The Station Orchestra, conducted by Warwick Braithwaite
'The Midi' is one of Haydn's fairly early works (it was written when he was twenty-nine). The meaning of the title is obscure. He uses a scheme of orchestration which was adopted in Concertos about that time-the scheme of writing for a little group of three Strings (two Violins and a 'Cello) as well as for the full Orchestra, and occasionally letting one or more members of the little body (the 'concertante' group, as it is called) play in a more or less 'soloist' capacity-working in with the rest of the Orchestra, but contributing their individual, slighter quality of tone as a contrasting element.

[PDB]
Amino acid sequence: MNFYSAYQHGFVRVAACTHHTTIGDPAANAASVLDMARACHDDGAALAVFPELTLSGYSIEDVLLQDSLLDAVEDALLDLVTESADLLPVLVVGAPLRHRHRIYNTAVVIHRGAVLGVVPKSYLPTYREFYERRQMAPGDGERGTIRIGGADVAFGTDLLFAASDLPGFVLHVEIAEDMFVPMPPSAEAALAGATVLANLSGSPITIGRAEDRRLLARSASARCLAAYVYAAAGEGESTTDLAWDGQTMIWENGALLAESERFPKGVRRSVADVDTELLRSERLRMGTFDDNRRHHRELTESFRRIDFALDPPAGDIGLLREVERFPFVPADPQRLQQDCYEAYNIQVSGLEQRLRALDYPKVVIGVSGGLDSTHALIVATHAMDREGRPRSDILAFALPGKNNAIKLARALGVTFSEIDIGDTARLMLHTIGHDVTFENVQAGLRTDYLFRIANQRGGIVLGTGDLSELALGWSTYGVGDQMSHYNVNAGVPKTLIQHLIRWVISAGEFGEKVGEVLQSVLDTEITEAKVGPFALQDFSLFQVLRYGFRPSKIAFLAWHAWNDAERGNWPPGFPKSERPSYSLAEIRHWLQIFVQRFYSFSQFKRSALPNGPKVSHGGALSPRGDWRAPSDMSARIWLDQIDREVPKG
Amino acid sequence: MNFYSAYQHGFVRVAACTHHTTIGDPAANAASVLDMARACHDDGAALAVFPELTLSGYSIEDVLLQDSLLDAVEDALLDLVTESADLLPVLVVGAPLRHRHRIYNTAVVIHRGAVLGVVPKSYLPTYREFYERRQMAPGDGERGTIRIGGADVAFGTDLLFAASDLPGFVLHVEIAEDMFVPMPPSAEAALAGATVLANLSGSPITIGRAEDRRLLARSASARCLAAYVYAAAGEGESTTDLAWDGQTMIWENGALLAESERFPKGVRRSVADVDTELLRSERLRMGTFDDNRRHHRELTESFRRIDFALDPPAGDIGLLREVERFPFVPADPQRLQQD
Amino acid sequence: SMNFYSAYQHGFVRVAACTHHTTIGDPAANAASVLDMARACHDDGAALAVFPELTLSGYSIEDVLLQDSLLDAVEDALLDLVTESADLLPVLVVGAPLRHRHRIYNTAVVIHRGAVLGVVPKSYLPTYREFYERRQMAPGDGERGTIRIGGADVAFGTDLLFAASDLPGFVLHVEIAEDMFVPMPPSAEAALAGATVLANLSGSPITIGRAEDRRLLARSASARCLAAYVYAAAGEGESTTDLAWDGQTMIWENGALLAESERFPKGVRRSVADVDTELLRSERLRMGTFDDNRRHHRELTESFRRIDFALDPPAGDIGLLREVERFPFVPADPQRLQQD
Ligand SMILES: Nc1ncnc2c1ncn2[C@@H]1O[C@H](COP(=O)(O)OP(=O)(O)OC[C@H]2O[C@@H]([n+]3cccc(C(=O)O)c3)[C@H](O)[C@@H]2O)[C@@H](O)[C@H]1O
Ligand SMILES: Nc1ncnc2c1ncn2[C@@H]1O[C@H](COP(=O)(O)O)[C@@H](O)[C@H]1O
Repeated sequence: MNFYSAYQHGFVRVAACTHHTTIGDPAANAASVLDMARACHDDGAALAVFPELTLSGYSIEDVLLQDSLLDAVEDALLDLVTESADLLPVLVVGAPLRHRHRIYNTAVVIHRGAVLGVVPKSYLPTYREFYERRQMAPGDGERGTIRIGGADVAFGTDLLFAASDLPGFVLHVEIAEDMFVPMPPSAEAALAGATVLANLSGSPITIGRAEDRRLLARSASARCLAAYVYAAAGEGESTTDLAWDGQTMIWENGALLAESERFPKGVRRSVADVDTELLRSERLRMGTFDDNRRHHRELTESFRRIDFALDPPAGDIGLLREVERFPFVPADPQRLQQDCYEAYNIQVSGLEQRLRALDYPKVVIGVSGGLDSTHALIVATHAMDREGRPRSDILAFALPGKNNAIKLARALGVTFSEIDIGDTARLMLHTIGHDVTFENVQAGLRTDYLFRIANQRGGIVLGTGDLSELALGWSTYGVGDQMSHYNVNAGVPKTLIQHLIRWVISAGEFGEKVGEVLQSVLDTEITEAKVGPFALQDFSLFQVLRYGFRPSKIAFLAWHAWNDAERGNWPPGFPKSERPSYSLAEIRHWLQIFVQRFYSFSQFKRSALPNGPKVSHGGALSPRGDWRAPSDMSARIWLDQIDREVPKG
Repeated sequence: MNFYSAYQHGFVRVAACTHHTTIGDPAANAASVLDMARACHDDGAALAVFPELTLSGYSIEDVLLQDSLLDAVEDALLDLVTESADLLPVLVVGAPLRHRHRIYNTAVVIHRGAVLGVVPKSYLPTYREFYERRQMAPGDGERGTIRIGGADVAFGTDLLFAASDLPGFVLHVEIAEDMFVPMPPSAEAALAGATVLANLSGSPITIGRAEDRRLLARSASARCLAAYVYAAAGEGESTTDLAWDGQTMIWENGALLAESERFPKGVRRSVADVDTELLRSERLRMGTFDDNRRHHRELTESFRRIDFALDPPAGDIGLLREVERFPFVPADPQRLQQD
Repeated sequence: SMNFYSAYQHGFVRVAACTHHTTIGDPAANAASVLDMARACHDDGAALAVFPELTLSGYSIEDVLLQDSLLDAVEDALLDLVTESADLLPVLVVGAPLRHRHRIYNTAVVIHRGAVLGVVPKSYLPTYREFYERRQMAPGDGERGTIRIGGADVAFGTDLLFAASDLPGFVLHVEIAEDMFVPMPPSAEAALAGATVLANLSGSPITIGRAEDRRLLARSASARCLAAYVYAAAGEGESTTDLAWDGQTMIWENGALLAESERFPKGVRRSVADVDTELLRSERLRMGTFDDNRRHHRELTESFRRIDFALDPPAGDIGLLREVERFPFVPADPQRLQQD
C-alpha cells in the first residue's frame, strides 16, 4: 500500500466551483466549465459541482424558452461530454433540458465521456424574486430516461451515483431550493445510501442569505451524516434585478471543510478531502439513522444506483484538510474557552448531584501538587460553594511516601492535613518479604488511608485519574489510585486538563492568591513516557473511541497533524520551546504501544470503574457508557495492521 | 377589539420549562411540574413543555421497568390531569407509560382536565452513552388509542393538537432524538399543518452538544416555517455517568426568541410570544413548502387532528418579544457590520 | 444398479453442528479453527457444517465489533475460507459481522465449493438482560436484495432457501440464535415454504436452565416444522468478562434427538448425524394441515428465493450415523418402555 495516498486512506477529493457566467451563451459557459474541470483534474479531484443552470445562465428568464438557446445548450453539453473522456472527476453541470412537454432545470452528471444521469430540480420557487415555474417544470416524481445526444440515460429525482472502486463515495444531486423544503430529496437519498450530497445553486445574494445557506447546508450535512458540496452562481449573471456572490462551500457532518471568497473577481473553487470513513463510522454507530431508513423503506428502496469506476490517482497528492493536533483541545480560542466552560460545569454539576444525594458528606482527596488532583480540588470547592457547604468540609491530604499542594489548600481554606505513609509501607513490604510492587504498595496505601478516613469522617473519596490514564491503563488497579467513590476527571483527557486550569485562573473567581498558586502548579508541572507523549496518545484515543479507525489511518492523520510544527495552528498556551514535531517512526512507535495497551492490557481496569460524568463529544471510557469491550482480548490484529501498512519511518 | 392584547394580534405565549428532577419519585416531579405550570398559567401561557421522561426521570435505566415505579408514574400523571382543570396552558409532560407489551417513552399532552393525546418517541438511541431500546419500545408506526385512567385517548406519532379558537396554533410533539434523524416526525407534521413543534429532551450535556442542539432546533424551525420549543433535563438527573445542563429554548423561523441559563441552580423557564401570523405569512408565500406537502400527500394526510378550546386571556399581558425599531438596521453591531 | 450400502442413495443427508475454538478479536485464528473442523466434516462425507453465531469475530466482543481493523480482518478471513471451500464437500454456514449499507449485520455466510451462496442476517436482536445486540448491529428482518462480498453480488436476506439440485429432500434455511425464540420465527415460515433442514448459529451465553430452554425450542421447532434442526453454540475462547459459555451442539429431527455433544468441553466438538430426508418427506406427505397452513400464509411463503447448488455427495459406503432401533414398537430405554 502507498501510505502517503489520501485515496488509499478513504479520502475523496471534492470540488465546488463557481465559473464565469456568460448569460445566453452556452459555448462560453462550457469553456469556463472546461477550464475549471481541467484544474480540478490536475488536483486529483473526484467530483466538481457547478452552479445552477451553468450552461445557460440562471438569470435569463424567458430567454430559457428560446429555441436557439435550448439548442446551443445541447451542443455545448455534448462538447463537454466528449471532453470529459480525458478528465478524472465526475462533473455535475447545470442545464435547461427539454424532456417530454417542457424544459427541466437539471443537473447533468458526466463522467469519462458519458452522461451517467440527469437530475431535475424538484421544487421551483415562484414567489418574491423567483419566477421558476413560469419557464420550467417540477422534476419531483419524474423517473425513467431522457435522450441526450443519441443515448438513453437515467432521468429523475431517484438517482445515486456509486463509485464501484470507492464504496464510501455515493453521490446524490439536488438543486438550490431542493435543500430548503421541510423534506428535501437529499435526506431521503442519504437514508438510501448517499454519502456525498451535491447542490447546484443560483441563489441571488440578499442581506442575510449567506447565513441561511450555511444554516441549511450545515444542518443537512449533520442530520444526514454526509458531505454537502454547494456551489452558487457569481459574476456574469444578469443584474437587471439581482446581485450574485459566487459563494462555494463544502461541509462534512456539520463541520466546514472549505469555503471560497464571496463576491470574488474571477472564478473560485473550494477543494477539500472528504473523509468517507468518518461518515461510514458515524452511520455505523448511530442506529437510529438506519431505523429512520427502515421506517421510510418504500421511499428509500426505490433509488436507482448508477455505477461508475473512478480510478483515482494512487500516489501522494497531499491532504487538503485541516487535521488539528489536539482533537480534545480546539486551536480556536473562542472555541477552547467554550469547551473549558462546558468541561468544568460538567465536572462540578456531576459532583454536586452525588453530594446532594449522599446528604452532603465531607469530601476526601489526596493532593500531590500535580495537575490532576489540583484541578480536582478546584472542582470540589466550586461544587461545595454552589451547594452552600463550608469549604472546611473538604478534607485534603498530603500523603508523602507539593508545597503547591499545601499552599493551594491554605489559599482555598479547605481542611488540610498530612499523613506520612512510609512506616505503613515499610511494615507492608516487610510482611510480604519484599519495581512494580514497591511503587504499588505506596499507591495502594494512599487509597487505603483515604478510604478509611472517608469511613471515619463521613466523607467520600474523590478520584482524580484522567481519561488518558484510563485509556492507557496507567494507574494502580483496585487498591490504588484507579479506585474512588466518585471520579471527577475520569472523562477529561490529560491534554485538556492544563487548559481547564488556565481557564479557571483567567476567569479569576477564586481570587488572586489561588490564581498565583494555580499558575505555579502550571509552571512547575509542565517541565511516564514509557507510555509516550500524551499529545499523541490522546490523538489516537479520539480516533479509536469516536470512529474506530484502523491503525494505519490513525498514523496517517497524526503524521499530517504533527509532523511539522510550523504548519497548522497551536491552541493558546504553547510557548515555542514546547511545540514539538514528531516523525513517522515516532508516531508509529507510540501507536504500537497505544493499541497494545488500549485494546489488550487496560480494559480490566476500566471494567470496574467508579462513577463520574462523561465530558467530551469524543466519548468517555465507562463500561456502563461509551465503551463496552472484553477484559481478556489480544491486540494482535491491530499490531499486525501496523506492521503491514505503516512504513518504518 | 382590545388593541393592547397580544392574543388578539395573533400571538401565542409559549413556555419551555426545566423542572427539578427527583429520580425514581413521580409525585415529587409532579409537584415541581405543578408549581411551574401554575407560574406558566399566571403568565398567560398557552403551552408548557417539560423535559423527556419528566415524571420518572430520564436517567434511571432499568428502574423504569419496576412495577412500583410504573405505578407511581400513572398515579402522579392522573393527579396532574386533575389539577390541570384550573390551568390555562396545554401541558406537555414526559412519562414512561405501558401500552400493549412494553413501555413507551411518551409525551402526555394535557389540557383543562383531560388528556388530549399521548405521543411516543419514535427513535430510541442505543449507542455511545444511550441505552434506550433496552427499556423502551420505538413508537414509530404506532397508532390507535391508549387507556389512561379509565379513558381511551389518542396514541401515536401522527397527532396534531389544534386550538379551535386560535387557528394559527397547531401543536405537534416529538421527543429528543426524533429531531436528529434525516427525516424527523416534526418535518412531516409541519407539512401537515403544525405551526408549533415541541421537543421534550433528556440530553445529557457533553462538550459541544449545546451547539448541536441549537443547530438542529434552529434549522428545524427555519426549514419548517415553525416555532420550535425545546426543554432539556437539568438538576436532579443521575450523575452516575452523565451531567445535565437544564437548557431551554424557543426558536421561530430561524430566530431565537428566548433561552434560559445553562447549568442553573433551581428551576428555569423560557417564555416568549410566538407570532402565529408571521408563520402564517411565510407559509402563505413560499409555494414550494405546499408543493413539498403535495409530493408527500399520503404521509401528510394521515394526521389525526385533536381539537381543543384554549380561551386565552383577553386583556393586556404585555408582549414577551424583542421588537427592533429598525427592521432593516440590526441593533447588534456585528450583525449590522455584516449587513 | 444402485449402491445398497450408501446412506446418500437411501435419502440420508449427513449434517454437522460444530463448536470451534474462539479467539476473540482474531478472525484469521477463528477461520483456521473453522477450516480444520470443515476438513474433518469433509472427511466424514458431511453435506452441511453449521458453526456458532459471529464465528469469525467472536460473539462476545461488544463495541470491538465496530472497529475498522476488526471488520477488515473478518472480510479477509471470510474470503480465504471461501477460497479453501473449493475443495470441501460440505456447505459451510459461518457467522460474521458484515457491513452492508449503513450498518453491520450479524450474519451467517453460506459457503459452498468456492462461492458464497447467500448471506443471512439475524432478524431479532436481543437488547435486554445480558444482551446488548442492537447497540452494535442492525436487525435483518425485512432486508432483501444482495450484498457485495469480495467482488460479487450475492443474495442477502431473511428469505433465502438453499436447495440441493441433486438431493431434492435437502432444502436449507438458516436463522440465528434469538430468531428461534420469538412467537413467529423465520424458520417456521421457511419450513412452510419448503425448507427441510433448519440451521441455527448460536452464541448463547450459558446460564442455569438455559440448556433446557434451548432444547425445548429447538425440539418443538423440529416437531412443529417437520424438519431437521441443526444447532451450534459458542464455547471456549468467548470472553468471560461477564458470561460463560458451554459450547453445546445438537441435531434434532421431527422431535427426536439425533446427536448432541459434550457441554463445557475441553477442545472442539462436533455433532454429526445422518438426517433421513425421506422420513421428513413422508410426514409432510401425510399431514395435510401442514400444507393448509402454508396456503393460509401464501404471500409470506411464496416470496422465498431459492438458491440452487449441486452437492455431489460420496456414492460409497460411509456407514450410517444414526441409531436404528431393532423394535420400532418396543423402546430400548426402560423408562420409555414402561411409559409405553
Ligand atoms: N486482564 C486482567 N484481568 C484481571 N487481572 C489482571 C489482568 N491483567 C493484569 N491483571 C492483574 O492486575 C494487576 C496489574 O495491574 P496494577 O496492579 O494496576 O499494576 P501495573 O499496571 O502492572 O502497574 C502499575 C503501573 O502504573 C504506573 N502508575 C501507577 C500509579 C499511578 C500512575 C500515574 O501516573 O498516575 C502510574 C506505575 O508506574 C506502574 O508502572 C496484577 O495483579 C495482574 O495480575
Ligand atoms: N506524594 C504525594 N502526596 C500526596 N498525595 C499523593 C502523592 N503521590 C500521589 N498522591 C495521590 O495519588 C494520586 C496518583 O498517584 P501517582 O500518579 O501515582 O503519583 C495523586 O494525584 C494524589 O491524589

Handel's Great Concertos ('Concerti Grossi') are not Concertos in the modern meaning of works for (usually) one Soloist and an Orchestra.
Handel generally used an Orchestra of Stringed instruments and one or two Harpsichords, and divided it into two groups of players. One group consisted of two Violins and a 'Cello, and the other comprised the remainder of the Orchestra. One Harpsichord supported each group.
A Cantata for Soli, Chorus and Orchestra by Owen M. Edwards and Joseph Parry.
S.B. from Swansea
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